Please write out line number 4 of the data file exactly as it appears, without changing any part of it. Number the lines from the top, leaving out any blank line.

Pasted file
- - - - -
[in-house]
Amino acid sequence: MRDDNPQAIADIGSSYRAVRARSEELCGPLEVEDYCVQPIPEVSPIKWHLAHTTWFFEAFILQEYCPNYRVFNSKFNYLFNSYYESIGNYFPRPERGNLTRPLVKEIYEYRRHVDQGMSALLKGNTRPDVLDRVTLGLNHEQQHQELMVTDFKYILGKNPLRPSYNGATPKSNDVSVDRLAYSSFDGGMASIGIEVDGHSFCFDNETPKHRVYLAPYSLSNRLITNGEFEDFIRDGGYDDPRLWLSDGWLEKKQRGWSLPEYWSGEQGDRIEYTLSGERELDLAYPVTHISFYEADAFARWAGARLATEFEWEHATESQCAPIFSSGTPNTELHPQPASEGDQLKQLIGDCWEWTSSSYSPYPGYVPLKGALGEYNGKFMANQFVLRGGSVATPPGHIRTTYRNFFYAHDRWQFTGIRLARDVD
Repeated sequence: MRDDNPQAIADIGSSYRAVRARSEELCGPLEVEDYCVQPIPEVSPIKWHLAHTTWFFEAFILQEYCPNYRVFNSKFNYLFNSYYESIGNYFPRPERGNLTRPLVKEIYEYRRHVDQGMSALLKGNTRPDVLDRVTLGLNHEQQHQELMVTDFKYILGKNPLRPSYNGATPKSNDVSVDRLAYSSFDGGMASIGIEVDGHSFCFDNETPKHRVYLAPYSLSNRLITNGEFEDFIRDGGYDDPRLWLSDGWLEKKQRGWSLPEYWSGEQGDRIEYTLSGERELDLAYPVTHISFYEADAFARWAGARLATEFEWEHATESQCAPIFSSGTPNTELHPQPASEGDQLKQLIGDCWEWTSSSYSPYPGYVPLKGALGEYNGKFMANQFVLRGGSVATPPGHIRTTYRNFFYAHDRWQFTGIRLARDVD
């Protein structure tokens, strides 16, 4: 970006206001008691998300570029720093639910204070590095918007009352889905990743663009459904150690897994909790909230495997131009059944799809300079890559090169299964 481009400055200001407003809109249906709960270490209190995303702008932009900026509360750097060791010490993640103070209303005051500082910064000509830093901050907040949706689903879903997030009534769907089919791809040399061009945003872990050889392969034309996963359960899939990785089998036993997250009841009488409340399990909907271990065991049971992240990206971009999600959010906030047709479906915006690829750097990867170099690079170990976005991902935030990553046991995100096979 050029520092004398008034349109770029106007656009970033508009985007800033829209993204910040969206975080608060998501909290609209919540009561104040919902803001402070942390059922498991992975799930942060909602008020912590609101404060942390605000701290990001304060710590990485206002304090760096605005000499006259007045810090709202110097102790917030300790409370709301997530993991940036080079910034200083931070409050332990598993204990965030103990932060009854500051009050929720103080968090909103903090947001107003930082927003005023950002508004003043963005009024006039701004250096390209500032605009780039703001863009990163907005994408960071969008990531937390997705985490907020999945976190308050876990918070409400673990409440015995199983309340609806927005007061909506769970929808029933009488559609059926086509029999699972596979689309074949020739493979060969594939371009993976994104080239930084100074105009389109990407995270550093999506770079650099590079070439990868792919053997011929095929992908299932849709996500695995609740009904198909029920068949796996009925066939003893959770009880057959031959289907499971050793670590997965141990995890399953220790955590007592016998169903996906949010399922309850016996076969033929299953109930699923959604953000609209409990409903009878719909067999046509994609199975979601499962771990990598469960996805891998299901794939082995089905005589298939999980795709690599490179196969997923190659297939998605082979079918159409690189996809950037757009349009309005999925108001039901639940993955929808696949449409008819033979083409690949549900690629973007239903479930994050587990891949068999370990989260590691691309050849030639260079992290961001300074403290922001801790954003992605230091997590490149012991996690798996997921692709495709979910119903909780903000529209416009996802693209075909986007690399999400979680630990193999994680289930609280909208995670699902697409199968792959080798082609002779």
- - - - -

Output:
């Protein structure tokens, strides 16, 4: 970006206001008691998300570029720093639910204070590095918007009352889905990743663009459904150690897994909790909230495997131009059944799809300079890559090169299964 481009400055200001407003809109249906709960270490209190995303702008932009900026509360750097060791010490993640103070209303005051500082910064000509830093901050907040949706689903879903997030009534769907089919791809040399061009945003872990050889392969034309996963359960899939990785089998036993997250009841009488409340399990909907271990065991049971992240990206971009999600959010906030047709479906915006690829750097990867170099690079170990976005991902935030990553046991995100096979 050029520092004398008034349109770029106007656009970033508009985007800033829209993204910040969206975080608060998501909290609209919540009561104040919902803001402070942390059922498991992975799930942060909602008020912590609101404060942390605000701290990001304060710590990485206002304090760096605005000499006259007045810090709202110097102790917030300790409370709301997530993991940036080079910034200083931070409050332990598993204990965030103990932060009854500051009050929720103080968090909103903090947001107003930082927003005023950002508004003043963005009024006039701004250096390209500032605009780039703001863009990163907005994408960071969008990531937390997705985490907020999945976190308050876990918070409400673990409440015995199983309340609806927005007061909506769970929808029933009488559609059926086509029999699972596979689309074949020739493979060969594939371009993976994104080239930084100074105009389109990407995270550093999506770079650099590079070439990868792919053997011929095929992908299932849709996500695995609740009904198909029920068949796996009925066939003893959770009880057959031959289907499971050793670590997965141990995890399953220790955590007592016998169903996906949010399922309850016996076969033929299953109930699923959604953000609209409990409903009878719909067999046509994609199975979601499962771990990598469960996805891998299901794939082995089905005589298939999980795709690599490179196969997923190659297939998605082979079918159409690189996809950037757009349009309005999925108001039901639940993955929808696949449409008819033979083409690949549900690629973007239903479930994050587990891949068999370990989260590691691309050849030639260079992290961001300074403290922001801790954003992605230091997590490149012991996690798996997921692709495709979910119903909780903000529209416009996802693209075909986007690399999400979680630990193999994680289930609280909208995670699902697409199968792959080798082609002779």